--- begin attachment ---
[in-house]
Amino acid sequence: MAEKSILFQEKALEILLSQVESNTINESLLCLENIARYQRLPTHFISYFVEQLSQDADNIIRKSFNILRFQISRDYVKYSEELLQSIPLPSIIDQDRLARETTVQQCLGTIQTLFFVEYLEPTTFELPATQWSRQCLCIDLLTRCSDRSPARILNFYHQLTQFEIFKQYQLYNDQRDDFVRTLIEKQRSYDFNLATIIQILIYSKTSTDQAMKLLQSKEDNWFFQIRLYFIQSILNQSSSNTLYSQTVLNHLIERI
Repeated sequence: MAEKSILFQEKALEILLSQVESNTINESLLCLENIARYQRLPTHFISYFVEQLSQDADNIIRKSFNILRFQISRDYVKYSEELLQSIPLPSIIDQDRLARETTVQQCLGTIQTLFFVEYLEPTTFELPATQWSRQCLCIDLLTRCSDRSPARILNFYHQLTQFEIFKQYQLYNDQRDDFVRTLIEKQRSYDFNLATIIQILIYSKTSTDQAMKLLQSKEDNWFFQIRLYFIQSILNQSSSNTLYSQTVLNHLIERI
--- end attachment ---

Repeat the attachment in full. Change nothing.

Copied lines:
[in-house]
Amino acid sequence: MAEKSILFQEKALEILLSQVESNTINESLLCLENIARYQRLPTHFISYFVEQLSQDADNIIRKSFNILRFQISRDYVKYSEELLQSIPLPSIIDQDRLARETTVQQCLGTIQTLFFVEYLEPTTFELPATQWSRQCLCIDLLTRCSDRSPARILNFYHQLTQFEIFKQYQLYNDQRDDFVRTLIEKQRSYDFNLATIIQILIYSKTSTDQAMKLLQSKEDNWFFQIRLYFIQSILNQSSSNTLYSQTVLNHLIERI
Repeated sequence: MAEKSILFQEKALEILLSQVESNTINESLLCLENIARYQRLPTHFISYFVEQLSQDADNIIRKSFNILRFQISRDYVKYSEELLQSIPLPSIIDQDRLARETTVQQCLGTIQTLFFVEYLEPTTFELPATQWSRQCLCIDLLTRCSDRSPARILNFYHQLTQFEIFKQYQLYNDQRDDFVRTLIEKQRSYDFNLATIIQILIYSKTSTDQAMKLLQSKEDNWFFQIRLYFIQSILNQSSSNTLYSQTVLNHLIERI